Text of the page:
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No-Limit Assassins

While not household names on the gambling circuit, several young poker pros have made a killing playing the game online.
Michael Kaplan
From the Print Edition:
Kevin Costner, July/August 2008

(continued from page 1)

Alan Sass, a buddy of Robl's who lives in Vegas's luxurious Turnberry Towers (it boasts a private club, restaurant and cigar lounge), has been known to spend more time researching opponents than actually playing them. It's a cautious approach that has clearly paid off: at the door of his well—appointed apartment, 25—year—old Sass greets me in a finely tailored Hugo Boss suit. Once inside, he offers me a Fuente Fuente OpusX Forbidden and pours cocktails from the kind of liquor selection any bartender would be proud to have on his top shelf. Asked how profitable poker is for him, Sass lowballs his hourly take as being in the $1,000 range.

Clearly, he views poker as a game that is best played with as little gamble in it as possible. One way of achieving this is by utilizing data systems such as Hold'em Manager. It is a piece of software that "shows three—bet stats, how often someone raises, how aggressive someone is, how often they fold to a three—bet," says Sass, who then goes on to reveal a bit of the thinking that this information can trigger. "Let's say I find out that you open under the gun 2 percent of the time; this means that you only open if you have aces. If you open under the gun 50 percent of the time, I know you open with anything. I can three—bet you and you will fold. Then I look at how many times you fold against three—bets; if you do it 80 percent of the time, I will three—bet you constantly." Though the information is clearly invaluable and available to anyone who plays online, Sass says, "Hardly anybody uses it. They're lazy or else they think it doesn't matter."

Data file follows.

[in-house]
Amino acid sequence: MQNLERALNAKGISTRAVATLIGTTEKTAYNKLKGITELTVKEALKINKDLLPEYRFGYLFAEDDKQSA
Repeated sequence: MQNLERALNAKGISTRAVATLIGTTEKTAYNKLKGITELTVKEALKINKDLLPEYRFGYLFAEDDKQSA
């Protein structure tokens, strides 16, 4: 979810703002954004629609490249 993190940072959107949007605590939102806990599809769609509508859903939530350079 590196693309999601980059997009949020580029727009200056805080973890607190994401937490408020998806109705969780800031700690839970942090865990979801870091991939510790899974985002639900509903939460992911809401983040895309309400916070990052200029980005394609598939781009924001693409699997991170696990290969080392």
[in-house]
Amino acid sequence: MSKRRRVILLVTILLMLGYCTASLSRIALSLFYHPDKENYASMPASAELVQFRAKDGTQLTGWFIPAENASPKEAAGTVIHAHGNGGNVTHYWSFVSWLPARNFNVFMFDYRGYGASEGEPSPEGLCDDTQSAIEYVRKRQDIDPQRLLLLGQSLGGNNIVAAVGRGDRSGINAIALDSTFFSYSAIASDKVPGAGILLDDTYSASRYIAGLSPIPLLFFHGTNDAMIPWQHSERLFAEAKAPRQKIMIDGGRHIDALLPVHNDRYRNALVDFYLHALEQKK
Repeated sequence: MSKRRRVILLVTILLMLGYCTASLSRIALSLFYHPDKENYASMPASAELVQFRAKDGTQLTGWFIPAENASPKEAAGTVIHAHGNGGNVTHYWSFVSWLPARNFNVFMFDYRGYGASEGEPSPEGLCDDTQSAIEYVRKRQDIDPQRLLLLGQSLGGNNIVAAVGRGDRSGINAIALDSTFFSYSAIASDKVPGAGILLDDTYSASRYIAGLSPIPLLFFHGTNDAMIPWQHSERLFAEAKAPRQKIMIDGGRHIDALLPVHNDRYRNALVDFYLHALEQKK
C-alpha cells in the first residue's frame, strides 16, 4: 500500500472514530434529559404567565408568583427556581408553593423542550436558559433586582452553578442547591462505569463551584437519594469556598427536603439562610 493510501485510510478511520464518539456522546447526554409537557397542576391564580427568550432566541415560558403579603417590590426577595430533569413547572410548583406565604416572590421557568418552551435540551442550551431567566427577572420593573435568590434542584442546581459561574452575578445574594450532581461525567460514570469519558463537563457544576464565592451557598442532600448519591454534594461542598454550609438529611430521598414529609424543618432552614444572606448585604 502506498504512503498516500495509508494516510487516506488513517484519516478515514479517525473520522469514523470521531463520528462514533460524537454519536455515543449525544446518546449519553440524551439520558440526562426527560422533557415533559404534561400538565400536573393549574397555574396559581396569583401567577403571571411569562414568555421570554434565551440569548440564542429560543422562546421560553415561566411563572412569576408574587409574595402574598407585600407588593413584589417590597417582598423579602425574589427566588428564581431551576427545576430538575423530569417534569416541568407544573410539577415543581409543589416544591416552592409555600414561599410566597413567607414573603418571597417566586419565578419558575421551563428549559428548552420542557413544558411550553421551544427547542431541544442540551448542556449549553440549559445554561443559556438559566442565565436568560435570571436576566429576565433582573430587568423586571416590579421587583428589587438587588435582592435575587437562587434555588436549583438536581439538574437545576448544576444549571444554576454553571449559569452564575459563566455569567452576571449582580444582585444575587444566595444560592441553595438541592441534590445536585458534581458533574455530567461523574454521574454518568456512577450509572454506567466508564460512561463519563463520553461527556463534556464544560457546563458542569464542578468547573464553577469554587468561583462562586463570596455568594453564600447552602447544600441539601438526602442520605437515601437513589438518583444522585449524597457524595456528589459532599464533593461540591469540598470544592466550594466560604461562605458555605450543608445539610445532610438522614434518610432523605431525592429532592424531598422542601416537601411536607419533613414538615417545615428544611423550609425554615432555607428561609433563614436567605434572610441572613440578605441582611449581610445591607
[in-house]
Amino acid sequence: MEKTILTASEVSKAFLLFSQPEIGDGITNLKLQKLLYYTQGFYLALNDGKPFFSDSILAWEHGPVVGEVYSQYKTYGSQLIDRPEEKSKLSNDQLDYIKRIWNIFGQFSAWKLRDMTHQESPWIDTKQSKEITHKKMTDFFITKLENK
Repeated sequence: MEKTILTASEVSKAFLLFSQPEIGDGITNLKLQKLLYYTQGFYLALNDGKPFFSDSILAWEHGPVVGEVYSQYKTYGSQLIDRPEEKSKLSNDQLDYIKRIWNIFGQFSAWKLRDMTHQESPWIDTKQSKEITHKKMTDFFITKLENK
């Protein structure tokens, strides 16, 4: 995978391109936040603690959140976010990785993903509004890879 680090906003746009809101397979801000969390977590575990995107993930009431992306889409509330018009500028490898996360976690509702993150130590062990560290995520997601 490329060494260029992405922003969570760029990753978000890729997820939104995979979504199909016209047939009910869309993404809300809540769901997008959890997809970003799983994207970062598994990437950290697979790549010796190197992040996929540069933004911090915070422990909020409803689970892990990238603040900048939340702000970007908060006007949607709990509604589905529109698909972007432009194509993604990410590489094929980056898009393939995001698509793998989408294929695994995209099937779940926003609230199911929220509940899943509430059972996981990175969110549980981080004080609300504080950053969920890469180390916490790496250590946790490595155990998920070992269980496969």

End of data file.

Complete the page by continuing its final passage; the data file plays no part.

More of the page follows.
Sass approaches everything with insatiable gusto. He loves doing research and finding out as much as possible about whatever he chooses to pursue—whether it's handguns or whiskey or coin collecting. Poker is no exception. Before playing his first hand, live at the Commerce Casino in Los Angeles, he devoured 20 books on the subject and became a winning player immediately.

In his evolution as an online professional, Sass benefited from what old—school pro Howard Lederer has called "the power of the collective." Or, simply put, discussing the game with other players. In Lederer's day, the collective was a half dozen precocious talents who happened to be gambling at an underground Manhattan club called the Mayfair. In the case of Sass and company, the power of the collective is steroidal. His group, which includes Robl and a couple dozen others, is culled from the ranks of the top online players. They discuss hands and, more importantly, opponents over elaborate dinners in Vegas (Sass has a habit of ordering every appetizer on the menu, then nibbling canapé—size helpings from each one).